Commissioners discuss renovating, moving Guilford County Animal Shelter

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GREENSBORO, N.C. -- The Guilford County Animal Shelter has been at its current location at 4525 Wendover Ave. West for decades. But now, Guilford County commissioners are discussing renovating the space, or moving it entirely.

Jeff Phillips, vice chairman for the Guilford County Board of Commissioners, said that "everything is on the table" and discussions are still in the early stages.

"I think it's flown under the radar for some time," Phillips said. "It's potentially not been as much a priority as we should have made it."

Phillips said it's too early to tell whether the renovation or a move is the more likely option. He estimated it would be six months to a year before they make any decision.

"Our animals are near and dear to our hearts, as they should be. Decisions we make will be with respect to those priorities," he said.

GCAS Executive Director Marsha Williams said she doesn't have a preference between moving or renovating, but is just excited that commissioners have the shelter on their radars.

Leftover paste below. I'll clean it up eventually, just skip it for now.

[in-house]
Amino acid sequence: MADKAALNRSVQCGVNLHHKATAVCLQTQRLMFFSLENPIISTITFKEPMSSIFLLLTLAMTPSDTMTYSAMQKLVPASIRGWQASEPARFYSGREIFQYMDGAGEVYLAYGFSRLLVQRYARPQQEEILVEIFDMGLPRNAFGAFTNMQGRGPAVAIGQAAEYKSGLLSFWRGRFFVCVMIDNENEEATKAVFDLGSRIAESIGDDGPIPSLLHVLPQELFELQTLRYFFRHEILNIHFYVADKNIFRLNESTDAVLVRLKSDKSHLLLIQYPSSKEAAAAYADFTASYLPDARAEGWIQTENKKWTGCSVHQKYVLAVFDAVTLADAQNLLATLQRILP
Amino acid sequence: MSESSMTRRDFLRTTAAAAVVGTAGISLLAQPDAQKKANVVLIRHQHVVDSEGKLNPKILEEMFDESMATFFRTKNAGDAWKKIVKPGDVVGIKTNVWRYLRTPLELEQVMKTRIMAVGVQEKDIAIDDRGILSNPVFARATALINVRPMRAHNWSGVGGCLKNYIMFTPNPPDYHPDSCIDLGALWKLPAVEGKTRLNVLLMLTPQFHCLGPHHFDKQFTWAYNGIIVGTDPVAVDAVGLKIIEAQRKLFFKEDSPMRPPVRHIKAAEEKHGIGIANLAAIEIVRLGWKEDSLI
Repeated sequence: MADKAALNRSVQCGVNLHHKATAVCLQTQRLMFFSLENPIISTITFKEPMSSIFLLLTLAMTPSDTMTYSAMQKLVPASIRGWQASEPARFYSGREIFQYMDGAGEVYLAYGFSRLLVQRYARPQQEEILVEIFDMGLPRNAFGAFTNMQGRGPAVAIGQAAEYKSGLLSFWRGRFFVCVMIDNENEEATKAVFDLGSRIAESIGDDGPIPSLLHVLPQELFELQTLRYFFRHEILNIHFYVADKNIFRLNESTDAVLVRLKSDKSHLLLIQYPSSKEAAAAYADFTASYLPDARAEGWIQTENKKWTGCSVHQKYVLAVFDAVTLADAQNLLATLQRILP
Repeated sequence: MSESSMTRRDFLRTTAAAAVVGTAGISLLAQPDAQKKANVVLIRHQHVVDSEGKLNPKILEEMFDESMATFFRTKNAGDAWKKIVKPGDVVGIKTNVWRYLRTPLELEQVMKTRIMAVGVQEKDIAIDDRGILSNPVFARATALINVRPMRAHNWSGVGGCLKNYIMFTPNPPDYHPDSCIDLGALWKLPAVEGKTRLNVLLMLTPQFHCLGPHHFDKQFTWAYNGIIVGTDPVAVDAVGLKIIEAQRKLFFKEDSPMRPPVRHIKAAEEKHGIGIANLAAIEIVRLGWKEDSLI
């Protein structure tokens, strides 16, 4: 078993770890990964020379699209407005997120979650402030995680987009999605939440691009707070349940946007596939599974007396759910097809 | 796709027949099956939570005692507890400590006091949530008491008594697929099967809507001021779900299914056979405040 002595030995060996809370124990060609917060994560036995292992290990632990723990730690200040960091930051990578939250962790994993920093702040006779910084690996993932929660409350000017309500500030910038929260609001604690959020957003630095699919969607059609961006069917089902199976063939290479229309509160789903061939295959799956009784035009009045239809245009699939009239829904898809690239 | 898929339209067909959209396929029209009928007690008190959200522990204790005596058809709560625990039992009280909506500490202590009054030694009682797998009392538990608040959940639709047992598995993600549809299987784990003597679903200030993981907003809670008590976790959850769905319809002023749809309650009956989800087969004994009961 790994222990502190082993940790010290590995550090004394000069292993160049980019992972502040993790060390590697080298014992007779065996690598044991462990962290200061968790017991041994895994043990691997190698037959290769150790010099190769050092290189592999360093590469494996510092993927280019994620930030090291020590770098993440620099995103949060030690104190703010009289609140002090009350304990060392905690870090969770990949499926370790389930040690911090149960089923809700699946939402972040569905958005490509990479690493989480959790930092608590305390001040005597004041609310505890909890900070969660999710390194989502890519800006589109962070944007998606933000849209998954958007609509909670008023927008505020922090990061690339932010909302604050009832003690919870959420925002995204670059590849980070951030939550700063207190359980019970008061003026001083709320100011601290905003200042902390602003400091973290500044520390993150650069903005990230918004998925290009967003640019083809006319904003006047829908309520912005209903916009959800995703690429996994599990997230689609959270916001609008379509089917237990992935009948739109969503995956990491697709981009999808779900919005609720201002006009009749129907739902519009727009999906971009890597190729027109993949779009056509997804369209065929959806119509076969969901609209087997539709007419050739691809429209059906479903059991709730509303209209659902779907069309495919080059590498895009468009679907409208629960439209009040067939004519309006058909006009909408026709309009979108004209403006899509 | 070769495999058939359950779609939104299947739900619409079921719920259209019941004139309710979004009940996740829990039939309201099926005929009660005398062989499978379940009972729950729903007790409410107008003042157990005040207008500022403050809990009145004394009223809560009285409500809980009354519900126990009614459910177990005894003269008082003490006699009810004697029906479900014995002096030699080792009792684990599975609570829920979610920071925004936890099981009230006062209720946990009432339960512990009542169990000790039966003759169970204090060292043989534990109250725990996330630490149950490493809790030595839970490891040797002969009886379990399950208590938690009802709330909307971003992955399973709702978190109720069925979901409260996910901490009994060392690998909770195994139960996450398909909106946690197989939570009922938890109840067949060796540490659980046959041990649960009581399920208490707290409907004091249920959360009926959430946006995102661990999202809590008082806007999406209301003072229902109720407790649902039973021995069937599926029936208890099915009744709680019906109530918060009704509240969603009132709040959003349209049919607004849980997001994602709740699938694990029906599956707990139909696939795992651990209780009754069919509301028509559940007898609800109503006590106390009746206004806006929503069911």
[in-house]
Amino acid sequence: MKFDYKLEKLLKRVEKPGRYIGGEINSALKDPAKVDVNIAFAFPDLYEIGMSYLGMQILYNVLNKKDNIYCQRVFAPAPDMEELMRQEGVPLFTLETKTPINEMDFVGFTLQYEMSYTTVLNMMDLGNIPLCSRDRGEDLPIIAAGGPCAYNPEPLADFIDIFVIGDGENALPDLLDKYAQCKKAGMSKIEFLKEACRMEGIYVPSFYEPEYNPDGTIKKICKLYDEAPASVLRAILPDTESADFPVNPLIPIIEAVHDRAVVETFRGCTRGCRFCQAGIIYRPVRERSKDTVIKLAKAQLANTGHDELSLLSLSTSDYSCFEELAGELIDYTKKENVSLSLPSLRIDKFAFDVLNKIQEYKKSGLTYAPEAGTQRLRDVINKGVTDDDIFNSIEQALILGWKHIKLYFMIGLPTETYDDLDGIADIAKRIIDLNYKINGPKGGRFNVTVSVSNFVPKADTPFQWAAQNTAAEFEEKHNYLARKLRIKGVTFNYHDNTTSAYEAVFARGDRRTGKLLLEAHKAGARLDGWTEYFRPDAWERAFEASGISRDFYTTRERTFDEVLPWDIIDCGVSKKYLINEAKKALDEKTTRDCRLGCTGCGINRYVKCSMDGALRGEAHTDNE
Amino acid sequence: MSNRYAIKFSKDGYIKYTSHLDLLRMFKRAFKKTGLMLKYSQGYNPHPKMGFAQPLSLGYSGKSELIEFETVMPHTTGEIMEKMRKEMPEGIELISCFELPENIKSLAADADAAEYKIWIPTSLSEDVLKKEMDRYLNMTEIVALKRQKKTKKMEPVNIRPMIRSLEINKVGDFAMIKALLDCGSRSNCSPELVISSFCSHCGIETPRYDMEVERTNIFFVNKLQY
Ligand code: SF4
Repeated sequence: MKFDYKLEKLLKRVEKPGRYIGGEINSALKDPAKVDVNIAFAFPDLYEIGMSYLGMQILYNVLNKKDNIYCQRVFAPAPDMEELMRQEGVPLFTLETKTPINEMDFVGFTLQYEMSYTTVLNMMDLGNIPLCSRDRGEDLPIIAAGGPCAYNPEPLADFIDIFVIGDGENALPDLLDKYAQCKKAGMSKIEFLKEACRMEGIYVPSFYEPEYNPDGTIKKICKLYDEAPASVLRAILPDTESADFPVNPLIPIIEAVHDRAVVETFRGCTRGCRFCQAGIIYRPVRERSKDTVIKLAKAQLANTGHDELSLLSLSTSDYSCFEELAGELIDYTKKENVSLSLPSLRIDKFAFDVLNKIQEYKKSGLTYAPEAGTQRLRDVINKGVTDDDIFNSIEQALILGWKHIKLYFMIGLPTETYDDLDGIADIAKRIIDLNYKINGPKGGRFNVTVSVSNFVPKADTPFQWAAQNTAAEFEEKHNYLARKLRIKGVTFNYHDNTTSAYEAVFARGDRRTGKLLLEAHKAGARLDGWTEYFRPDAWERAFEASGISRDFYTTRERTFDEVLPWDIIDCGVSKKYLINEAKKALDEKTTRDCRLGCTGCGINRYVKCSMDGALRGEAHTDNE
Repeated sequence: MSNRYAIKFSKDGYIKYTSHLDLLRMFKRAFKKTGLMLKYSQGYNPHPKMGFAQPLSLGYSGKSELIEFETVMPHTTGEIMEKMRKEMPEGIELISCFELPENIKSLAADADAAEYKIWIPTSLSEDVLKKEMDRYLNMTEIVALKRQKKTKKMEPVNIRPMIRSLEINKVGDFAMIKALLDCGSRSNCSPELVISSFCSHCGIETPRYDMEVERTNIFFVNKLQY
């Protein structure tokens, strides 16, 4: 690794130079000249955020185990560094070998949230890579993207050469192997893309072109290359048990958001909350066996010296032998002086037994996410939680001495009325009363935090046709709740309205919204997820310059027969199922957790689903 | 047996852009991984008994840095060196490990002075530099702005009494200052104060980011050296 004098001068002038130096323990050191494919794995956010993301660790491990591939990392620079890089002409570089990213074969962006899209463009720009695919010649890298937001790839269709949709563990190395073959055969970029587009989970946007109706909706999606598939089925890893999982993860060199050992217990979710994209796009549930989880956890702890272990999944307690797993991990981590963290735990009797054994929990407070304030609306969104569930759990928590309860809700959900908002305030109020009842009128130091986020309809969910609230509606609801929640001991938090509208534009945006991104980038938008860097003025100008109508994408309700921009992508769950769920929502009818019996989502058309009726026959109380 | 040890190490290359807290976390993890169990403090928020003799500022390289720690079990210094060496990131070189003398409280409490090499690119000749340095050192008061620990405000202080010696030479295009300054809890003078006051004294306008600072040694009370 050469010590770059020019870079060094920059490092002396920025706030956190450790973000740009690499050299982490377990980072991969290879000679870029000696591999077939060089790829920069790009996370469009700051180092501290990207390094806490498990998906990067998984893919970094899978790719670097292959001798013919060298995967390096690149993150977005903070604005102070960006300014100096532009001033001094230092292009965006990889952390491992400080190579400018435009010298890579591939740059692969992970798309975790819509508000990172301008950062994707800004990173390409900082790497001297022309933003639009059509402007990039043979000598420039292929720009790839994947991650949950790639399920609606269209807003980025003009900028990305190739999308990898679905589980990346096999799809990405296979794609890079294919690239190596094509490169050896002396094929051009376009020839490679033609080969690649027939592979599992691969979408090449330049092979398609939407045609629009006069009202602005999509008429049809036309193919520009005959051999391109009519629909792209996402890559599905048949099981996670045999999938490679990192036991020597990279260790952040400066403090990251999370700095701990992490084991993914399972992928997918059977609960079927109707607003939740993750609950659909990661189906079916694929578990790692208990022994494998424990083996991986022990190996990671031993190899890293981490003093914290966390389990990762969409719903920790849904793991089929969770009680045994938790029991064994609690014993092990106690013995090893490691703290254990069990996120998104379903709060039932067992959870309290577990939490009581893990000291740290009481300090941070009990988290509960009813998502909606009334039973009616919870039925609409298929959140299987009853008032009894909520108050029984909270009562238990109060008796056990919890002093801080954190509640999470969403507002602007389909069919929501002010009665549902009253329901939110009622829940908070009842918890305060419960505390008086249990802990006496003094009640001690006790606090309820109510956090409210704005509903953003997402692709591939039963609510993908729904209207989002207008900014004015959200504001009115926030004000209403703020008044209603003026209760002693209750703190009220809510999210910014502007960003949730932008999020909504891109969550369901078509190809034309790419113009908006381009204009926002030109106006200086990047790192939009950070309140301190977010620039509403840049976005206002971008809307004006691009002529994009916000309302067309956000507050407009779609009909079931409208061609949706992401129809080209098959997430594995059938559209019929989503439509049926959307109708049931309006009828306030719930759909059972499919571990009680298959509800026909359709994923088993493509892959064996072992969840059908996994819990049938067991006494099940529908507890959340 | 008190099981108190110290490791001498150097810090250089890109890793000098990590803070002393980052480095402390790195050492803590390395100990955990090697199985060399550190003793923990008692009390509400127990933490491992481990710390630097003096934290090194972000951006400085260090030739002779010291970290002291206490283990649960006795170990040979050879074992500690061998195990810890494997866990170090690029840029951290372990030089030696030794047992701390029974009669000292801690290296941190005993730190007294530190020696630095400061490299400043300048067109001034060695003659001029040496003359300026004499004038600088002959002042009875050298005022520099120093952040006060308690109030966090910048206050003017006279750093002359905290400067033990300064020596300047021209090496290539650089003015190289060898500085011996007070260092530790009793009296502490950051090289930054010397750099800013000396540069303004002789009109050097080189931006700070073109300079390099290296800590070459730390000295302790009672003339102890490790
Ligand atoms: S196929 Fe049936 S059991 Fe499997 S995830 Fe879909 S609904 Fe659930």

"We're doing the best we can in the conditions that we have. But it's time," Williams said. "It's not one thing that's constantly making it an issue. It's just there are so many things. It's constant repairs on painting, repairing the floors, repairing the kennel doors."

Williams said that more space would also mean more animals saved. On its busiest days, she said the shelter could get as many as 200 animals dropped off at its doorstep.

Shelter volunteer Patty Swider said, at times, the condition and size of the shelter inhibits the work they do.

"There's a point, with any building I think, that you feel like you're patching something that is beyond repair."

Swider said she's confident commissioners will make the right choice, and that the shelter will continue to save as many animals as possible.

"We all have that common goal. We all love those animals," she said.

Commissioners estimate a renovation or move would cost anywhere between three and six million dollars. Williams said the shelter plans to help raise money to cover the expenses.